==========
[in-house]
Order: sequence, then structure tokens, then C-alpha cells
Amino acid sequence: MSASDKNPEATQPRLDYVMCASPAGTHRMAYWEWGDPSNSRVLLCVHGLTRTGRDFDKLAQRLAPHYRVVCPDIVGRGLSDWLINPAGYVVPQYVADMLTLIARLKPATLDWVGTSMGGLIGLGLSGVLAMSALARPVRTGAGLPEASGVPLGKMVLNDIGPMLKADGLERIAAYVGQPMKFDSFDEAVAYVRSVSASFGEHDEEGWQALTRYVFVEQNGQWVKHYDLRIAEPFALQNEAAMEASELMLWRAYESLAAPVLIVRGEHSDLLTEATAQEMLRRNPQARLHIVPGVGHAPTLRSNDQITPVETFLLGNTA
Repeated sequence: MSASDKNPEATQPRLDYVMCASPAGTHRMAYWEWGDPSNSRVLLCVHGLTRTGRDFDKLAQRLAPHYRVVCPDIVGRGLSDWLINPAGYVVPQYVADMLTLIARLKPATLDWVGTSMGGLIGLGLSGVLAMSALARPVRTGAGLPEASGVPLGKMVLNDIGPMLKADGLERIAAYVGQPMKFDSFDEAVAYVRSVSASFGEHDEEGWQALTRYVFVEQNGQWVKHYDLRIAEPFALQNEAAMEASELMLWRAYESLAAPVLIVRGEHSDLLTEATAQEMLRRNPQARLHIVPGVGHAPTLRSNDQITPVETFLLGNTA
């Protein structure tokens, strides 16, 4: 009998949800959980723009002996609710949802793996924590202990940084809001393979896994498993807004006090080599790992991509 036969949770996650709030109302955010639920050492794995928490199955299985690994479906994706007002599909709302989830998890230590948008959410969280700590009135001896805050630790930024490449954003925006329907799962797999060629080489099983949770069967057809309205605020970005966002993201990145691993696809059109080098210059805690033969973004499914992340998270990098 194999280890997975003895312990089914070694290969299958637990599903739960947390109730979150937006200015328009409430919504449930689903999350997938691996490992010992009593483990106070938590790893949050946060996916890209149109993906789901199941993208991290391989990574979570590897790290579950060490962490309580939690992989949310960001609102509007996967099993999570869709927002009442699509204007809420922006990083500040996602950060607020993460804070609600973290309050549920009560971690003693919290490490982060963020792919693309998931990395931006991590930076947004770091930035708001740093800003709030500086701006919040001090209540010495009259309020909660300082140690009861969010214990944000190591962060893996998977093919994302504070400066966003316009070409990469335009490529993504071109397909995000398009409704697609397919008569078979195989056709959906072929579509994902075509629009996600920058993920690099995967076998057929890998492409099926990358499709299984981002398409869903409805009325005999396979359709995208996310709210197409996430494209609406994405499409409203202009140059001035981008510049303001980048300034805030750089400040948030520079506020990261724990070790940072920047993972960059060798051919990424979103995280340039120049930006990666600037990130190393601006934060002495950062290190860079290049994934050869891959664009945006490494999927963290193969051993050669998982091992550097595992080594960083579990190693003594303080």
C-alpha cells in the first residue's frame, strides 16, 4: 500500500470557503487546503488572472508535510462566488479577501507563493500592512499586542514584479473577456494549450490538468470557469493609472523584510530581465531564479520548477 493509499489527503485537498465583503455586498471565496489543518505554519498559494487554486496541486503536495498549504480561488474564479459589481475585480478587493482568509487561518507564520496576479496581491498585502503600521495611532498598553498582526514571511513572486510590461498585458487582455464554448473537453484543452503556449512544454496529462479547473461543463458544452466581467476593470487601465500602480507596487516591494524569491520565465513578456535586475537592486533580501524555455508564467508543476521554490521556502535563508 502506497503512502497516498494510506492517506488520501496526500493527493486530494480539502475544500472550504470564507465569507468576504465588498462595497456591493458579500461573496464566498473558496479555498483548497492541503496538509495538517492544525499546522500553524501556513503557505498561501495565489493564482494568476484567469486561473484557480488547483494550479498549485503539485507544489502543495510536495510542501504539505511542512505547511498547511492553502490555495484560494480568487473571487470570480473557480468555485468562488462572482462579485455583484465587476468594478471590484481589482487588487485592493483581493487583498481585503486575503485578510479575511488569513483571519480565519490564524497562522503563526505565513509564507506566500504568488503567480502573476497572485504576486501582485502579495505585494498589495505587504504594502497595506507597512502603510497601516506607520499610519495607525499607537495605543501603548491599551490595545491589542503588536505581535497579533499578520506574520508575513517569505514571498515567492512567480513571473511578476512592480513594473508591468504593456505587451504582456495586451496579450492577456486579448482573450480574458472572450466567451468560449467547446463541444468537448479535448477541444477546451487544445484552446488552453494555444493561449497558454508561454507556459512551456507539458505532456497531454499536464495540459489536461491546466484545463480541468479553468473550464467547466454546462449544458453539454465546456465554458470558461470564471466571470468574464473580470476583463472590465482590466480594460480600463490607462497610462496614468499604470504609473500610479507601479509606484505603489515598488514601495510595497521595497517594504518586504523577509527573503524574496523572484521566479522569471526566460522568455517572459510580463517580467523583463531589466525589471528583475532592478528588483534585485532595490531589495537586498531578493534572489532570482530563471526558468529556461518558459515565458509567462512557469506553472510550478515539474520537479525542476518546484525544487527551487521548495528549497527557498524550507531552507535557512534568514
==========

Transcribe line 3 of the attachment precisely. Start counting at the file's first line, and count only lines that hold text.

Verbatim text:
Amino acid sequence: MSASDKNPEATQPRLDYVMCASPAGTHRMAYWEWGDPSNSRVLLCVHGLTRTGRDFDKLAQRLAPHYRVVCPDIVGRGLSDWLINPAGYVVPQYVADMLTLIARLKPATLDWVGTSMGGLIGLGLSGVLAMSALARPVRTGAGLPEASGVPLGKMVLNDIGPMLKADGLERIAAYVGQPMKFDSFDEAVAYVRSVSASFGEHDEEGWQALTRYVFVEQNGQWVKHYDLRIAEPFALQNEAAMEASELMLWRAYESLAAPVLIVRGEHSDLLTEATAQEMLRRNPQARLHIVPGVGHAPTLRSNDQITPVETFLLGNTA